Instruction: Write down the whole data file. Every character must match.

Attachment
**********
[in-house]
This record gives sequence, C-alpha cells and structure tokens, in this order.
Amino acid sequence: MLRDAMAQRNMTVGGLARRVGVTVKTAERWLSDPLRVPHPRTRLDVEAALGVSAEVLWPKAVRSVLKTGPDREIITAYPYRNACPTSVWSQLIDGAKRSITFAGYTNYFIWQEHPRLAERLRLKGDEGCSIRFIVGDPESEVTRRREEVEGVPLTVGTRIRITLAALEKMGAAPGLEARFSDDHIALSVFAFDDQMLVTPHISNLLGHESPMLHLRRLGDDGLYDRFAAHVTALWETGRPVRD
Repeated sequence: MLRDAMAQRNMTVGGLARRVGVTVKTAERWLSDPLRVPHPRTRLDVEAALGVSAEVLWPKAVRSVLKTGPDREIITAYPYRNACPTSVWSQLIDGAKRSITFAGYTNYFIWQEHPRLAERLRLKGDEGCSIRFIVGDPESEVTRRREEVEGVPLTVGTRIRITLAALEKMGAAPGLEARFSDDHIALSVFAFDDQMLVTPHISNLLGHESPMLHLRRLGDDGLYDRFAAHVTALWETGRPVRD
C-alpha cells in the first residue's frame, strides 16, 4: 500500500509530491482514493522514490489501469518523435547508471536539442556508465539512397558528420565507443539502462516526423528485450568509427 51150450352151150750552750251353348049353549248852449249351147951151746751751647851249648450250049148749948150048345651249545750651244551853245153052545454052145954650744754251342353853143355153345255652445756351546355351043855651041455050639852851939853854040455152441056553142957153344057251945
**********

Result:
[in-house]
This record gives sequence, C-alpha cells and structure tokens, in this order.
Amino acid sequence: MLRDAMAQRNMTVGGLARRVGVTVKTAERWLSDPLRVPHPRTRLDVEAALGVSAEVLWPKAVRSVLKTGPDREIITAYPYRNACPTSVWSQLIDGAKRSITFAGYTNYFIWQEHPRLAERLRLKGDEGCSIRFIVGDPESEVTRRREEVEGVPLTVGTRIRITLAALEKMGAAPGLEARFSDDHIALSVFAFDDQMLVTPHISNLLGHESPMLHLRRLGDDGLYDRFAAHVTALWETGRPVRD
Repeated sequence: MLRDAMAQRNMTVGGLARRVGVTVKTAERWLSDPLRVPHPRTRLDVEAALGVSAEVLWPKAVRSVLKTGPDREIITAYPYRNACPTSVWSQLIDGAKRSITFAGYTNYFIWQEHPRLAERLRLKGDEGCSIRFIVGDPESEVTRRREEVEGVPLTVGTRIRITLAALEKMGAAPGLEARFSDDHIALSVFAFDDQMLVTPHISNLLGHESPMLHLRRLGDDGLYDRFAAHVTALWETGRPVRD
C-alpha cells in the first residue's frame, strides 16, 4: 500500500509530491482514493522514490489501469518523435547508471536539442556508465539512397558528420565507443539502462516526423528485450568509427 51150450352151150750552750251353348049353549248852449249351147951151746751751647851249648450250049148749948150048345651249545750651244551853245153052545454052145954650744754251342353853143355153345255652445756351546355351043855651041455050639852851939853854040455152441056553142957153344057251945